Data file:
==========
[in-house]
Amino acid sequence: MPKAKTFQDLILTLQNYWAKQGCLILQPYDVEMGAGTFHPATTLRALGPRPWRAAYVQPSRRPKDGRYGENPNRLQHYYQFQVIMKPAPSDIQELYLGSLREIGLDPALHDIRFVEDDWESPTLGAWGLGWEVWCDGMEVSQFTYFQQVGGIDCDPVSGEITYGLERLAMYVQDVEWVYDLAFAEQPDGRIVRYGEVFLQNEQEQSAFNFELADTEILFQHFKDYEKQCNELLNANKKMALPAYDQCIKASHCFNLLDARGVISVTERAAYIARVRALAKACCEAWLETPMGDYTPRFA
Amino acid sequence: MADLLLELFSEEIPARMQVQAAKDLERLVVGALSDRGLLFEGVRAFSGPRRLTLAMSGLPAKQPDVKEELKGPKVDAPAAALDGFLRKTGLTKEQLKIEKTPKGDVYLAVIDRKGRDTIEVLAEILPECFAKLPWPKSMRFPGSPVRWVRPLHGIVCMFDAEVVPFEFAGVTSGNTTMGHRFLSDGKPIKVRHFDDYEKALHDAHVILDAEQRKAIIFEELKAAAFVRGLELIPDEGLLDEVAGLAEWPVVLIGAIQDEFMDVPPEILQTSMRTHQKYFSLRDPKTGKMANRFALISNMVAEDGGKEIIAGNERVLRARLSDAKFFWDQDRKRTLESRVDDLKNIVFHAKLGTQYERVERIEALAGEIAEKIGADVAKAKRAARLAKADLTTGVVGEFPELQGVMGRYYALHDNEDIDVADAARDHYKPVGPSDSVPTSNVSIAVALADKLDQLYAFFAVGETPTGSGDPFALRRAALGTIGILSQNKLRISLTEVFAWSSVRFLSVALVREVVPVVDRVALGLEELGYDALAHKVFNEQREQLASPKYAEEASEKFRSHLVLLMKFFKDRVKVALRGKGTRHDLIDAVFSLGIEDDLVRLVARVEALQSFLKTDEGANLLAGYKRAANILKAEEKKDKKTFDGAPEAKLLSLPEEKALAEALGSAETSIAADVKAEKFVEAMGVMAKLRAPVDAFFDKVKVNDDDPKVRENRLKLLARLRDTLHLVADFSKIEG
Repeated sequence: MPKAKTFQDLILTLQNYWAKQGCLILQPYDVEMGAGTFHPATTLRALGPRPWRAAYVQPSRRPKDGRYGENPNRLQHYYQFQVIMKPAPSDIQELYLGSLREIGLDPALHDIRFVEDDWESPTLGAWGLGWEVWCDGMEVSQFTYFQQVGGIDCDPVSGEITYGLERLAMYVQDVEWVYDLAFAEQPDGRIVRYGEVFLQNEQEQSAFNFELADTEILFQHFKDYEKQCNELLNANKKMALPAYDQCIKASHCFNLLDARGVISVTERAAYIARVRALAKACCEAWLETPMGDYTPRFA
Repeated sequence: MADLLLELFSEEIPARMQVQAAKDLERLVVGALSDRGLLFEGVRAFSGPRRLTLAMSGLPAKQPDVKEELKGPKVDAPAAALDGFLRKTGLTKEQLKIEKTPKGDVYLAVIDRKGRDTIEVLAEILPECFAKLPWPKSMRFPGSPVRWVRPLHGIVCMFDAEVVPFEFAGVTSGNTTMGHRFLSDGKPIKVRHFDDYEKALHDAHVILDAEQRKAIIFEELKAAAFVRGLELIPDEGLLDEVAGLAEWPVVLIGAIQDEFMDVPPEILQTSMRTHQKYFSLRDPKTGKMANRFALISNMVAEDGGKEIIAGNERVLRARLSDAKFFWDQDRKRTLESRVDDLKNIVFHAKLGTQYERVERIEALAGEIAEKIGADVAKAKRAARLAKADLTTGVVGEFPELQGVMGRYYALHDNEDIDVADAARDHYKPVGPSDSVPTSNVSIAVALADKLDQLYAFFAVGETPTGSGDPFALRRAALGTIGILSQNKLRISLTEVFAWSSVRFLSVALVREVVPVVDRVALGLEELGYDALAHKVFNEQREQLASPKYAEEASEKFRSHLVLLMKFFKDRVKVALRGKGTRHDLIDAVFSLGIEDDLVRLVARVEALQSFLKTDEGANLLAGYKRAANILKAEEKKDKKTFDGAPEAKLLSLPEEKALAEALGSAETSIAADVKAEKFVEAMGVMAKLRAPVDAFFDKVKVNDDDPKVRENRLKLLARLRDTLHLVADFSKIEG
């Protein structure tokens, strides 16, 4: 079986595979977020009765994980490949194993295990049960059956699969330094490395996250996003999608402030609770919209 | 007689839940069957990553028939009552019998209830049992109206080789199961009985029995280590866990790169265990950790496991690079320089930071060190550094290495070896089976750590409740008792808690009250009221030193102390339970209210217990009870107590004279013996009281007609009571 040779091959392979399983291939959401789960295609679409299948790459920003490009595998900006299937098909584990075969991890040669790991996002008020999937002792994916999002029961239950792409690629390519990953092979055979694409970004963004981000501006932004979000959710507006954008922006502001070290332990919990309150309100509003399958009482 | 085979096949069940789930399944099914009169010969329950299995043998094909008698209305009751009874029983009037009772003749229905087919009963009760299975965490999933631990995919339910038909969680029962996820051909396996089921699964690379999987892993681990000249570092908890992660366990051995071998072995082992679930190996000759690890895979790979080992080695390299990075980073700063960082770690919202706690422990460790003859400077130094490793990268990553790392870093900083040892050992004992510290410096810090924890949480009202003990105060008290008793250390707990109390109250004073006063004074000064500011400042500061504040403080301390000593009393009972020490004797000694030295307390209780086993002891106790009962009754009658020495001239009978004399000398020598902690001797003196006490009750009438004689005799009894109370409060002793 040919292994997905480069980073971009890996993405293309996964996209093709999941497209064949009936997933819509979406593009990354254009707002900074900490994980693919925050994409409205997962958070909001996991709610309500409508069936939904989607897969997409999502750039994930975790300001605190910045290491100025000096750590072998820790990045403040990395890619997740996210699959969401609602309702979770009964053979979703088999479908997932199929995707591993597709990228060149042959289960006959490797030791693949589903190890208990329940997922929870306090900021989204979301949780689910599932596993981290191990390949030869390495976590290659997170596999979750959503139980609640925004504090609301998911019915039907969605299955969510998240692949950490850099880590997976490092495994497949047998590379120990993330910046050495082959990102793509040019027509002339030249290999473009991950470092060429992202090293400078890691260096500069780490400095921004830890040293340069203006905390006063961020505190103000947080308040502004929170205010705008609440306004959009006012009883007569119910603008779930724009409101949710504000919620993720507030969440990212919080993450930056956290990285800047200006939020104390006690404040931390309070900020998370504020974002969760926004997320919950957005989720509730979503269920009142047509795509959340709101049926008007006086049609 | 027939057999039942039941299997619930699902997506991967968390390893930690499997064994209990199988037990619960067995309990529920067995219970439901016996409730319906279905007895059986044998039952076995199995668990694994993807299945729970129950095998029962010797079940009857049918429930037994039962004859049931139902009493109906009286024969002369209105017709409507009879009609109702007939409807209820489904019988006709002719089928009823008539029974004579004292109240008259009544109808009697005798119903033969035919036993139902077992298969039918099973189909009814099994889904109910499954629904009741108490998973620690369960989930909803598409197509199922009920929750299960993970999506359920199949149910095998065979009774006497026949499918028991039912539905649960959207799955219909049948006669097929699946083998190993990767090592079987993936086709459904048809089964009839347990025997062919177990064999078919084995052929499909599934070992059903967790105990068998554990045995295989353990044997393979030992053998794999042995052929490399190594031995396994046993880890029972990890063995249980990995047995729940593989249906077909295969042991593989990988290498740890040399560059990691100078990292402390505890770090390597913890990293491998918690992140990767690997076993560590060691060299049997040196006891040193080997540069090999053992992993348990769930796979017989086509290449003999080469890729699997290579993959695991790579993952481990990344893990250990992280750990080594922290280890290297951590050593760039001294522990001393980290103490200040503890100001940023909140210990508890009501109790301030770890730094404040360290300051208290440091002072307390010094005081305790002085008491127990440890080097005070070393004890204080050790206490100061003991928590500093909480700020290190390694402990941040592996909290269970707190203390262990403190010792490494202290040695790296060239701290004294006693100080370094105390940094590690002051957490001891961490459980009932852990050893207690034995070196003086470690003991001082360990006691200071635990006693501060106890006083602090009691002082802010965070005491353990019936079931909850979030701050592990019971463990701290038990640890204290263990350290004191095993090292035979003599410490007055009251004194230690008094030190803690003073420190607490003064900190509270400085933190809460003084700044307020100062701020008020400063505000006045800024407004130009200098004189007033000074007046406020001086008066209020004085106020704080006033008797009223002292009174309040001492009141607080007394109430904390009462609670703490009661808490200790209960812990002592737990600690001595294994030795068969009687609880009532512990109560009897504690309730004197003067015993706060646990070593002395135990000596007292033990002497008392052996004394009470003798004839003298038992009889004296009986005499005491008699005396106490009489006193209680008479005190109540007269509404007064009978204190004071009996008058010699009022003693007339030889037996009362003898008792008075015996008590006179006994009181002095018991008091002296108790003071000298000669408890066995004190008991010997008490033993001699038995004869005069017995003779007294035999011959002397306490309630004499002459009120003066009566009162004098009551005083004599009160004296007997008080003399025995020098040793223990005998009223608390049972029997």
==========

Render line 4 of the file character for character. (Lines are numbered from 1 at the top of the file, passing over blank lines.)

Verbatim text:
Repeated sequence: MPKAKTFQDLILTLQNYWAKQGCLILQPYDVEMGAGTFHPATTLRALGPRPWRAAYVQPSRRPKDGRYGENPNRLQHYYQFQVIMKPAPSDIQELYLGSLREIGLDPALHDIRFVEDDWESPTLGAWGLGWEVWCDGMEVSQFTYFQQVGGIDCDPVSGEITYGLERLAMYVQDVEWVYDLAFAEQPDGRIVRYGEVFLQNEQEQSAFNFELADTEILFQHFKDYEKQCNELLNANKKMALPAYDQCIKASHCFNLLDARGVISVTERAAYIARVRALAKACCEAWLETPMGDYTPRFA